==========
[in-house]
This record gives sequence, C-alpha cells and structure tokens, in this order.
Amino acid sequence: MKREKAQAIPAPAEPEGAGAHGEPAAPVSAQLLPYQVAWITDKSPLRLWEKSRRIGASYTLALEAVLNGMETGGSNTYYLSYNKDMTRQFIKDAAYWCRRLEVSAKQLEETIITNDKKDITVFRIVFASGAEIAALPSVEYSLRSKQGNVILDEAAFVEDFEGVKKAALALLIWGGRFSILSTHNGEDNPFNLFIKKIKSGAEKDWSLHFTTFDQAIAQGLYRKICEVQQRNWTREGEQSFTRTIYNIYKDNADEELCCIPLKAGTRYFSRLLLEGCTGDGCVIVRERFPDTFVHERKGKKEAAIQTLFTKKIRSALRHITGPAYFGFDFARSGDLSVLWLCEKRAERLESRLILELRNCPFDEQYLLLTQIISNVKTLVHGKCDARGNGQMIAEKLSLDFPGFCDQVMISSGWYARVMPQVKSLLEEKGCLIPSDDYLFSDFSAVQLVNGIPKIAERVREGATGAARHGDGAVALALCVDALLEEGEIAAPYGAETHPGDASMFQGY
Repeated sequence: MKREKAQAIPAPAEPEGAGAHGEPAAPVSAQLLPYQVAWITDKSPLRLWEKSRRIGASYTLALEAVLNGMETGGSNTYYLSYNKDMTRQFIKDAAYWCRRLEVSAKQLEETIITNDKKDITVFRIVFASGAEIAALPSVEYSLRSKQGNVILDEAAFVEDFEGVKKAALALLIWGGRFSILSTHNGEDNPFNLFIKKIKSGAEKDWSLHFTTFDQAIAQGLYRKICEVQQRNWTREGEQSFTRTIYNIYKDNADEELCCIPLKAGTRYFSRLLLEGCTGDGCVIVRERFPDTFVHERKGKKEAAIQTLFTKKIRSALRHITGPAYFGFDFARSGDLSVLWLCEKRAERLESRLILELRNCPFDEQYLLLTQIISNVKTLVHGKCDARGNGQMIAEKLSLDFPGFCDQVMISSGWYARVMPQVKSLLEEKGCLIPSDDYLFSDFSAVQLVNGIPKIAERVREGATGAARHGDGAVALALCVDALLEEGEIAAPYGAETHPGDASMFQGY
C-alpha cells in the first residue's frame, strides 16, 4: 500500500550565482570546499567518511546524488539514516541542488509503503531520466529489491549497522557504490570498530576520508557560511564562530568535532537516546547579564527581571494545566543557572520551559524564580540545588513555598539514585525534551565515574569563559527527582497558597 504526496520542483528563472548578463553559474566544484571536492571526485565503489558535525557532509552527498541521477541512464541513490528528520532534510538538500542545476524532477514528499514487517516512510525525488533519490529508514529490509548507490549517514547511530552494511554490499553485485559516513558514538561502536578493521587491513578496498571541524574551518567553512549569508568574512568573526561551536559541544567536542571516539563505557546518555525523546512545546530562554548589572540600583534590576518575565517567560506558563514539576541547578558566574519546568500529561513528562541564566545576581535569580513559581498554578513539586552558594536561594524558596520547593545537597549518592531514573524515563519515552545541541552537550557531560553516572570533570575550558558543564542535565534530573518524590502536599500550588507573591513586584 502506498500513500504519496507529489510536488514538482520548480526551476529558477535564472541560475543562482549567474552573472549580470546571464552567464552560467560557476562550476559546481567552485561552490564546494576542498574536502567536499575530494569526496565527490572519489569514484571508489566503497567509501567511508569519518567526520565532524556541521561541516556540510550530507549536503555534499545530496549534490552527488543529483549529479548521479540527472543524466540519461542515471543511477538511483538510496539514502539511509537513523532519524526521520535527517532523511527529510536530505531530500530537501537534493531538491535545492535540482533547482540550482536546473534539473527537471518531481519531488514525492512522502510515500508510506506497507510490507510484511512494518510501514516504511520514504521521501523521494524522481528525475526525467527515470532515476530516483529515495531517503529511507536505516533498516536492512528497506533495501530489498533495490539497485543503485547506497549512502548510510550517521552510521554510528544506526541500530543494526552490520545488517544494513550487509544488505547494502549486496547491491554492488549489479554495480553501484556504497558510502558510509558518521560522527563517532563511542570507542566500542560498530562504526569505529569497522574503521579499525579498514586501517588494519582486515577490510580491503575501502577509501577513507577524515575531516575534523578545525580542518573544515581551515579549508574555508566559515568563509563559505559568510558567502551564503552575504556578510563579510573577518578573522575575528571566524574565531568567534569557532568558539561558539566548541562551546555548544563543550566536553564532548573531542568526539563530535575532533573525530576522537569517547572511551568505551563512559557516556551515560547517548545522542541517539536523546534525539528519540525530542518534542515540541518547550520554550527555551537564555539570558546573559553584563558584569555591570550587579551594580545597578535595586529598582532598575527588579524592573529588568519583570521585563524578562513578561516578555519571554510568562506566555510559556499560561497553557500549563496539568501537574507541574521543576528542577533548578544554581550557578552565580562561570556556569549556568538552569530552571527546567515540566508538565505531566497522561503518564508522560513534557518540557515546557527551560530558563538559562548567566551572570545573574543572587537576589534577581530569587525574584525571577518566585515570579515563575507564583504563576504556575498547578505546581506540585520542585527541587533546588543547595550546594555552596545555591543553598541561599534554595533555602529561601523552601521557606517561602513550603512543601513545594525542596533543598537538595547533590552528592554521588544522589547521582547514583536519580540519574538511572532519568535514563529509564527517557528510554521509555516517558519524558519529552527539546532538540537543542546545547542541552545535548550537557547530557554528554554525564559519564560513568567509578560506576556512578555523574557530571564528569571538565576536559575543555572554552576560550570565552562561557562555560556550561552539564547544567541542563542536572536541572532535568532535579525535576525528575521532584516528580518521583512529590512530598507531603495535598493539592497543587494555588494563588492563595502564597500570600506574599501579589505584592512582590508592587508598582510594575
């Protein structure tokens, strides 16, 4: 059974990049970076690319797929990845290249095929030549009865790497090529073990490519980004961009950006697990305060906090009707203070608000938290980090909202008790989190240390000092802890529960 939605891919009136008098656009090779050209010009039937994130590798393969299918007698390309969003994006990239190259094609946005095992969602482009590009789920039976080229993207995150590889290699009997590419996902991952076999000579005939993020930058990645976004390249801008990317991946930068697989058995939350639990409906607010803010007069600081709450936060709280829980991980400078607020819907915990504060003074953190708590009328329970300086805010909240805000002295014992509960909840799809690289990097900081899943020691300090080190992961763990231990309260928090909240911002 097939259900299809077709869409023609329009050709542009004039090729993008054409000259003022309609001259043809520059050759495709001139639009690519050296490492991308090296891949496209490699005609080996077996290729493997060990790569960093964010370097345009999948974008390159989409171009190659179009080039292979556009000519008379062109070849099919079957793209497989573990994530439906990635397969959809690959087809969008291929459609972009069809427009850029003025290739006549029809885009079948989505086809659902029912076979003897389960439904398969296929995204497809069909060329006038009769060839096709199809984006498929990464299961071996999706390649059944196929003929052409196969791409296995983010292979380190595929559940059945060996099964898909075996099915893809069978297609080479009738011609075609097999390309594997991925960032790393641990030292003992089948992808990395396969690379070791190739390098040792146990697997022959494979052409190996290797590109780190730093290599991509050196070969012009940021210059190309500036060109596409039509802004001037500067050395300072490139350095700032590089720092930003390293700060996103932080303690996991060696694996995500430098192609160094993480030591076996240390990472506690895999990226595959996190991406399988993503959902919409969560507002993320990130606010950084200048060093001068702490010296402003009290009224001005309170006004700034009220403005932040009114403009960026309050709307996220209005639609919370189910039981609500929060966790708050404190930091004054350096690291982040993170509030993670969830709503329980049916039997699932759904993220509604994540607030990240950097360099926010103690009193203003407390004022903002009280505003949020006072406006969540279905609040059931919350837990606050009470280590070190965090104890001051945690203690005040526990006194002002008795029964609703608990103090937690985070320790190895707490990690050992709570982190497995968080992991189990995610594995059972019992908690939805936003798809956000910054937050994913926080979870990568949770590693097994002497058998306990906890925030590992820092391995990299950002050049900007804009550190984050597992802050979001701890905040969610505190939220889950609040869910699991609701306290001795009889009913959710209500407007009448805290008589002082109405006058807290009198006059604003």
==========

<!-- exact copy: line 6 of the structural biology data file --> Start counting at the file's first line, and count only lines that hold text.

């Protein structure tokens, strides 16, 4: 059974990049970076690319797929990845290249095929030549009865790497090529073990490519980004961009950006697990305060906090009707203070608000938290980090909202008790989190240390000092802890529960 939605891919009136008098656009090779050209010009039937994130590798393969299918007698390309969003994006990239190259094609946005095992969602482009590009789920039976080229993207995150590889290699009997590419996902991952076999000579005939993020930058990645976004390249801008990317991946930068697989058995939350639990409906607010803010007069600081709450936060709280829980991980400078607020819907915990504060003074953190708590009328329970300086805010909240805000002295014992509960909840799809690289990097900081899943020691300090080190992961763990231990309260928090909240911002 097939259900299809077709869409023609329009050709542009004039090729993008054409000259003022309609001259043809520059050759495709001139639009690519050296490492991308090296891949496209490699005609080996077996290729493997060990790569960093964010370097345009999948974008390159989409171009190659179009080039292979556009000519008379062109070849099919079957793209497989573990994530439906990635397969959809690959087809969008291929459609972009069809427009850029003025290739006549029809885009079948989505086809659902029912076979003897389960439904398969296929995204497809069909060329006038009769060839096709199809984006498929990464299961071996999706390649059944196929003929052409196969791409296995983010292979380190595929559940059945060996099964898909075996099915893809069978297609080479009738011609075609097999390309594997991925960032790393641990030292003992089948992808990395396969690379070791190739390098040792146990697997022959494979052409190996290797590109780190730093290599991509050196070969012009940021210059190309500036060109596409039509802004001037500067050395300072490139350095700032590089720092930003390293700060996103932080303690996991060696694996995500430098192609160094993480030591076996240390990472506690895999990226595959996190991406399988993503959902919409969560507002993320990130606010950084200048060093001068702490010296402003009290009224001005309170006004700034009220403005932040009114403009960026309050709307996220209005639609919370189910039981609500929060966790708050404190930091004054350096690291982040993170509030993670969830709503329980049916039997699932759904993220509604994540607030990240950097360099926010103690009193203003407390004022903002009280505003949020006072406006969540279905609040059931919350837990606050009470280590070190965090104890001051945690203690005040526990006194002002008795029964609703608990103090937690985070320790190895707490990690050992709570982190497995968080992991189990995610594995059972019992908690939805936003798809956000910054937050994913926080979870990568949770590693097994002497058998306990906890925030590992820092391995990299950002050049900007804009550190984050597992802050979001701890905040969610505190939220889950609040869910699991609701306290001795009889009913959710209500407007009448805290008589002082109405006058807290009198006059604003």